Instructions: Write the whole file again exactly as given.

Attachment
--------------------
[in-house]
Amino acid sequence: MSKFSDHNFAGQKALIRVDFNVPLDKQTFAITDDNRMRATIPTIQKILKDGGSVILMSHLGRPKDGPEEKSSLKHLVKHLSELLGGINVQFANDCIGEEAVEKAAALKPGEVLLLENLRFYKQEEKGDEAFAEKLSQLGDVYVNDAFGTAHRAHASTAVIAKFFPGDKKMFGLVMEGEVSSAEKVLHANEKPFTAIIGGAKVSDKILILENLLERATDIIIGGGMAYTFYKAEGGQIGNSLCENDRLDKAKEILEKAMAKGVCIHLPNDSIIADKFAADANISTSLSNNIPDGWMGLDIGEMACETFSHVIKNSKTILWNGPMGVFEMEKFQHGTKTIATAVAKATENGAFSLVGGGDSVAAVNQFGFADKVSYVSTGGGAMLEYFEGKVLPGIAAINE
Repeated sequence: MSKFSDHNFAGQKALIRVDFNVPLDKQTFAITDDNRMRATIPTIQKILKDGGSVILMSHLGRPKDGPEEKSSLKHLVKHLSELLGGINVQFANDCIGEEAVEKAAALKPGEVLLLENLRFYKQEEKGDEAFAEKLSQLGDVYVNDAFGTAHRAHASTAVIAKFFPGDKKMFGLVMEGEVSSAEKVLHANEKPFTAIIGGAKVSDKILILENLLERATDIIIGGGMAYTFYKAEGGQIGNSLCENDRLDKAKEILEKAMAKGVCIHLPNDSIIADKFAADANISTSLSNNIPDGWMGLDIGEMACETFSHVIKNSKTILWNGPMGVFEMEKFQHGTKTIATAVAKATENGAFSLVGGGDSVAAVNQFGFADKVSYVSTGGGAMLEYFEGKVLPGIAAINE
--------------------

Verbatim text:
[in-house]
Amino acid sequence: MSKFSDHNFAGQKALIRVDFNVPLDKQTFAITDDNRMRATIPTIQKILKDGGSVILMSHLGRPKDGPEEKSSLKHLVKHLSELLGGINVQFANDCIGEEAVEKAAALKPGEVLLLENLRFYKQEEKGDEAFAEKLSQLGDVYVNDAFGTAHRAHASTAVIAKFFPGDKKMFGLVMEGEVSSAEKVLHANEKPFTAIIGGAKVSDKILILENLLERATDIIIGGGMAYTFYKAEGGQIGNSLCENDRLDKAKEILEKAMAKGVCIHLPNDSIIADKFAADANISTSLSNNIPDGWMGLDIGEMACETFSHVIKNSKTILWNGPMGVFEMEKFQHGTKTIATAVAKATENGAFSLVGGGDSVAAVNQFGFADKVSYVSTGGGAMLEYFEGKVLPGIAAINE
Repeated sequence: MSKFSDHNFAGQKALIRVDFNVPLDKQTFAITDDNRMRATIPTIQKILKDGGSVILMSHLGRPKDGPEEKSSLKHLVKHLSELLGGINVQFANDCIGEEAVEKAAALKPGEVLLLENLRFYKQEEKGDEAFAEKLSQLGDVYVNDAFGTAHRAHASTAVIAKFFPGDKKMFGLVMEGEVSSAEKVLHANEKPFTAIIGGAKVSDKILILENLLERATDIIIGGGMAYTFYKAEGGQIGNSLCENDRLDKAKEILEKAMAKGVCIHLPNDSIIADKFAADANISTSLSNNIPDGWMGLDIGEMACETFSHVIKNSKTILWNGPMGVFEMEKFQHGTKTIATAVAKATENGAFSLVGGGDSVAAVNQFGFADKVSYVSTGGGAMLEYFEGKVLPGIAAINE